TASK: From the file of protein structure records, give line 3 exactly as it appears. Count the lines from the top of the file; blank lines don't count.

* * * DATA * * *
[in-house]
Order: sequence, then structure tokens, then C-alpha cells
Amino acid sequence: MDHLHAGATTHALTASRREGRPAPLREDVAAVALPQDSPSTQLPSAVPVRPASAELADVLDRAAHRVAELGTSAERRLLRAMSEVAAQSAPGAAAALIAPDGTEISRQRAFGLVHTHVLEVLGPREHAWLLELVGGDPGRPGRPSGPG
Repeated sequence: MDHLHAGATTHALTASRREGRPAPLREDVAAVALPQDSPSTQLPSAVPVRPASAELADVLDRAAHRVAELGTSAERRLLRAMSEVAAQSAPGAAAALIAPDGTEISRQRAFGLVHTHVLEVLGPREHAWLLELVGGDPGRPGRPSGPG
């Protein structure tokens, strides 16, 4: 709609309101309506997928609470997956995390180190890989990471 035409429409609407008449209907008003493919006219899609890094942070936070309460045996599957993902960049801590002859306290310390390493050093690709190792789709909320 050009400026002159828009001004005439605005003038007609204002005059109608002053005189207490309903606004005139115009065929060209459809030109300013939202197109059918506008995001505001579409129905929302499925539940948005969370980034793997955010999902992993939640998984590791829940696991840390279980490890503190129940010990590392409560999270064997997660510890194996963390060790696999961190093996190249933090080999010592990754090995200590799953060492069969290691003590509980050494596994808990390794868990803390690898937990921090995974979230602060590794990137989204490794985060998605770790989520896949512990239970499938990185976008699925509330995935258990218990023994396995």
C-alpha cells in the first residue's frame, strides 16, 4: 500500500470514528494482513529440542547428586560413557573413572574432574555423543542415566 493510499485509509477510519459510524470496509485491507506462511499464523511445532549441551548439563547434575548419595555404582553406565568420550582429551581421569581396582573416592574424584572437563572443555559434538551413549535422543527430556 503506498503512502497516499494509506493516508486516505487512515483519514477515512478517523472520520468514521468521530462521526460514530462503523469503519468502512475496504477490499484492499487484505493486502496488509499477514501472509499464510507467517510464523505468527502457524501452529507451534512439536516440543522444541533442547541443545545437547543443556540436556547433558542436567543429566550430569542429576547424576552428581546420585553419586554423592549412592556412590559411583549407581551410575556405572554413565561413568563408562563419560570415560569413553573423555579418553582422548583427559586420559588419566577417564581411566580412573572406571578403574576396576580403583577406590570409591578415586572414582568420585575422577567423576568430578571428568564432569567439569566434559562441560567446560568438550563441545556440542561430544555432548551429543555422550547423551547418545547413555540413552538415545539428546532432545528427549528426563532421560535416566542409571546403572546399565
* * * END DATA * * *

Amino acid sequence: MDHLHAGATTHALTASRREGRPAPLREDVAAVALPQDSPSTQLPSAVPVRPASAELADVLDRAAHRVAELGTSAERRLLRAMSEVAAQSAPGAAAALIAPDGTEISRQRAFGLVHTHVLEVLGPREHAWLLELVGGDPGRPGRPSGPG